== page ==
Excavations start at Turkey’s ‘Little Venice’

Excavations start at Turkey’s ‘Little Venice’

BURSA – Anadolu Agency
Excavations start at Turkey’s ‘Little Venice’

AA photo

Archaeological excavations have started in an area called “Little Venice,” which dates back some 2,300 years, in the Nilüfer district’s Gölyazı neighborhood in the northwestern province of Bursa. 

In a written statement, Nilüfer Mayor Mustafa Bozbey said the history of Gölyazı would be revealed when the works were completed.

Within the scope of a common protocol signed with the Culture and Tourism Ministry’s General Directorate of Cultural Heritage and Museums, preparations for archaeological excavations have been finished, said the mayor.

“First of all, works have started on Kız [Girl] Island, where the Temple of Apollonia is situated. The island, which was covered by dense plants, is being cleaned by the staff of the Nilüfer Municipality Department of Parks and Gardens. After the cleaning process, Kız Island will be opened to tourism,” he said.

Bozbey said they had also initiated excavations in the necropolis area situated at the entrance of the ancient city of Apollonia ad Rhyndacum, and continued:

“We will do our best to reveal a history of 2,300 years in Gölyazı. The Temple of Apollonia on Kız Island almost disappeared because of long-time negligence. With the permission of the Bursa Governor’s Office, we have started works to clean the area. If we find traces of the temple, we will make a detailed project and offer it to future generations. We get support from Uludağ University Archaeology Department head Professor Mustafa Şahin and various institutes. If we reveal the history in Gölyazı, we will create an important tourism environment in Bursa. We will meet all financial costs for the works. When the work on Kız Island is done, there will be more boat tours. This place will be more attractive with planned accommodation units. Excavations have also started here for a 3,000-person capacity amphitheater.”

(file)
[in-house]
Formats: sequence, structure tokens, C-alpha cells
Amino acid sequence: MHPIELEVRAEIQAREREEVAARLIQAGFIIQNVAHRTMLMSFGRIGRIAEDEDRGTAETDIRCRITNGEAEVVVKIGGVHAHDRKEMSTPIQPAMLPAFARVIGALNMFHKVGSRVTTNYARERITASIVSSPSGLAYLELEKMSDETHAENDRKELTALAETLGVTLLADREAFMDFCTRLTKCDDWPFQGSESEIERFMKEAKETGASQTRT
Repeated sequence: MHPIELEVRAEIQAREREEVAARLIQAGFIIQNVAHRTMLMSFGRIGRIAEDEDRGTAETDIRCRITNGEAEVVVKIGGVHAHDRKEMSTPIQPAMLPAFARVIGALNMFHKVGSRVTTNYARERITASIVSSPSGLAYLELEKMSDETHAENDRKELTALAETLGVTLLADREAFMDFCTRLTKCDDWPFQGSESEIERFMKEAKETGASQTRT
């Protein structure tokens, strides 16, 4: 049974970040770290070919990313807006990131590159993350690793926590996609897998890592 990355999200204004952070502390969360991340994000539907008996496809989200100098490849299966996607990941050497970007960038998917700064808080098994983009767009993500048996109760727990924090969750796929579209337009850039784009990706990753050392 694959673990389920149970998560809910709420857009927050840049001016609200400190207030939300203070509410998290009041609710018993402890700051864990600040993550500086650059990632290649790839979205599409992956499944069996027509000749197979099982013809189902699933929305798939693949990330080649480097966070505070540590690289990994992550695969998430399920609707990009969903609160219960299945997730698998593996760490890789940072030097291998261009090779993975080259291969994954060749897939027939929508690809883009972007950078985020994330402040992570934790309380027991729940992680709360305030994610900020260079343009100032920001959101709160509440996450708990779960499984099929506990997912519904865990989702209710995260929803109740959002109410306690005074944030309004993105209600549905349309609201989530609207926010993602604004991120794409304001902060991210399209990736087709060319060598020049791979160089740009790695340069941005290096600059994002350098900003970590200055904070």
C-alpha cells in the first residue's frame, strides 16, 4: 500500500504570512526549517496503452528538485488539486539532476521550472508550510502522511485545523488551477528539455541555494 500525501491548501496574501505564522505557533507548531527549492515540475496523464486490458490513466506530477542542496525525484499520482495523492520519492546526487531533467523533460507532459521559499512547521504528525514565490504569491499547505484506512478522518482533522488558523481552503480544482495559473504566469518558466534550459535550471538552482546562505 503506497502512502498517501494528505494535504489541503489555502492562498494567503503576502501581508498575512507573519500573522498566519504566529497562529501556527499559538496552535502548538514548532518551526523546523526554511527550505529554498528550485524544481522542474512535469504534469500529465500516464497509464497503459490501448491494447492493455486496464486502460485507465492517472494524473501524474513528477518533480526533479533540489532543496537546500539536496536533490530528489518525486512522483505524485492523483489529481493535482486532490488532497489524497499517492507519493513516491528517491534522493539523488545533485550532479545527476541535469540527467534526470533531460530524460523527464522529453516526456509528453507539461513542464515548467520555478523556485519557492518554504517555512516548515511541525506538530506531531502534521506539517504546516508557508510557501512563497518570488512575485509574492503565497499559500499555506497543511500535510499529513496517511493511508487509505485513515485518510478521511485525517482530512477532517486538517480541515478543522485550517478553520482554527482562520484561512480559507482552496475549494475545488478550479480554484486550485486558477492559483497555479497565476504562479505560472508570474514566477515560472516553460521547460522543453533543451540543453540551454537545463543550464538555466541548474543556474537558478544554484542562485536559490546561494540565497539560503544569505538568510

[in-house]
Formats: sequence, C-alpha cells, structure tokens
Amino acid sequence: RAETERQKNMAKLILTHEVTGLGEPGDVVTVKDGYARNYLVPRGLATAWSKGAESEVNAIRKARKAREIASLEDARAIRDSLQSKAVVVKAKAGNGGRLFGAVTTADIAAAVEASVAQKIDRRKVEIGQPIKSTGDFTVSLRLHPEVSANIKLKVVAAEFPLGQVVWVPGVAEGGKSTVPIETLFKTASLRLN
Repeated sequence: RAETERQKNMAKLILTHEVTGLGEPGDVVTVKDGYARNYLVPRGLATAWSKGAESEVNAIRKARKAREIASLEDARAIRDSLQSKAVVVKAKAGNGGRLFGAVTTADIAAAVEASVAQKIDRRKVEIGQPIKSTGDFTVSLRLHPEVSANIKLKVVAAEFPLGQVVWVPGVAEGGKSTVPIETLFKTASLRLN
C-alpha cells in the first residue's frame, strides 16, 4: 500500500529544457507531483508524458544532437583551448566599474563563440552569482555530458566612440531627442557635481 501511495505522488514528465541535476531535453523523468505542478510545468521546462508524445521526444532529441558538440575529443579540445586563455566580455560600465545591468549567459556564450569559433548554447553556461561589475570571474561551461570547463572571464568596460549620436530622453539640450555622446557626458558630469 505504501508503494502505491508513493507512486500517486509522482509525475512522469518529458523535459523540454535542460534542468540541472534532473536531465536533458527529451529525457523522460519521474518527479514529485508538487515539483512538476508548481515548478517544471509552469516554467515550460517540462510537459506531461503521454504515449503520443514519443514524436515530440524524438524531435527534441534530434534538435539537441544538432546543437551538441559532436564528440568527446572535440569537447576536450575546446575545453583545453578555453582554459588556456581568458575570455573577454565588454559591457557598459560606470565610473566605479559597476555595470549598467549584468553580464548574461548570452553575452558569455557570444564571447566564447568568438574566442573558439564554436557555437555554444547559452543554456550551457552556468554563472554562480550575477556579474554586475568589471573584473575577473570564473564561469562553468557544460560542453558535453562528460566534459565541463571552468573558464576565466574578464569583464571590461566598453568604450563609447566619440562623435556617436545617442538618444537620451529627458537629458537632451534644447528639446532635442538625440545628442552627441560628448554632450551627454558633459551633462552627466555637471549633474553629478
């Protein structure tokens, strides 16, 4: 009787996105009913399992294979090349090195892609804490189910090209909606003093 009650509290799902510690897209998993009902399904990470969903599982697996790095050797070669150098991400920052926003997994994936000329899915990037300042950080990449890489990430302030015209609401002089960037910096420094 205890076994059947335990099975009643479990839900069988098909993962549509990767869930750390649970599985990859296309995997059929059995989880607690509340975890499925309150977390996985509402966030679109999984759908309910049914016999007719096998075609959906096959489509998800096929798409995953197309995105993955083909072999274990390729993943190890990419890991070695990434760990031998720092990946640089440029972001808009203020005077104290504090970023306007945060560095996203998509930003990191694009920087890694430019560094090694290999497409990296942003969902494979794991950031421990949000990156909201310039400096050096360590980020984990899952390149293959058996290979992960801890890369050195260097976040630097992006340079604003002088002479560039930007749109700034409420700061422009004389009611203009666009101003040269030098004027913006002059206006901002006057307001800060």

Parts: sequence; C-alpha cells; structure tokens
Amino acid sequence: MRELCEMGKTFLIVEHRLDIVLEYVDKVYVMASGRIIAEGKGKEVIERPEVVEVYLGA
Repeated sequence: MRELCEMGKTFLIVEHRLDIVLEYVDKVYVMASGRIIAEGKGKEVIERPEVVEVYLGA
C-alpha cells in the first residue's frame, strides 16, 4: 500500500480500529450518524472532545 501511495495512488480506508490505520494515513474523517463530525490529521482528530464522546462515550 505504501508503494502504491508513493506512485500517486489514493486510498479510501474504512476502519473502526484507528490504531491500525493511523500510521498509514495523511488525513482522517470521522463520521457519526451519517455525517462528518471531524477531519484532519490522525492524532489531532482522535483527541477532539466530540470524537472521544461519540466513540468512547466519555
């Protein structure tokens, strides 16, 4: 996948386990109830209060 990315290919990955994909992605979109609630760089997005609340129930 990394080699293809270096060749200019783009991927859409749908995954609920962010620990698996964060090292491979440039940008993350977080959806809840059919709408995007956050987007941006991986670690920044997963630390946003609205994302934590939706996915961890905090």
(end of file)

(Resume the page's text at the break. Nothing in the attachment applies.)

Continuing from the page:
The mayor added that in addition to archaeological works, they would also initiate projects to revive social activities in Gölyazı.

“We have a surprise ‘lake bird’ and it will be on the lake soon. Our people will meet this service, too.”

Being the oldest settlement in Nilüfer and full of historical ruins, the ancient city of Apollonia, today’s Gölyazı, was claimed to be established in the 4th century B.C., and mentioned in resources from the 1st century B.C.
The city, which was initially attached to the Bithynia Prelacy during the Byzantine period, afterwards was attached to Nicomedia (İzmit) and the Kios (Gemlik) Prelacy. In this period the city was named Theotokia.

When the Ottomans won the Bafeum War in 1302, they took refuge in Lopadion and came before Apollonia ad Ryndacum for the first time. They stepped back when there was a surrender agreement with the landlord and only captured the Alyos Island within the lake. The son of Aygutalp, who was a fellow soldier of Osman Gazi, conquered the island and as a result the connection between Apollonia ad Ryndacum with Lopadion and thus with the Byzantines was lost.

The name Apolyont was changed to Gölyazı in the republican period.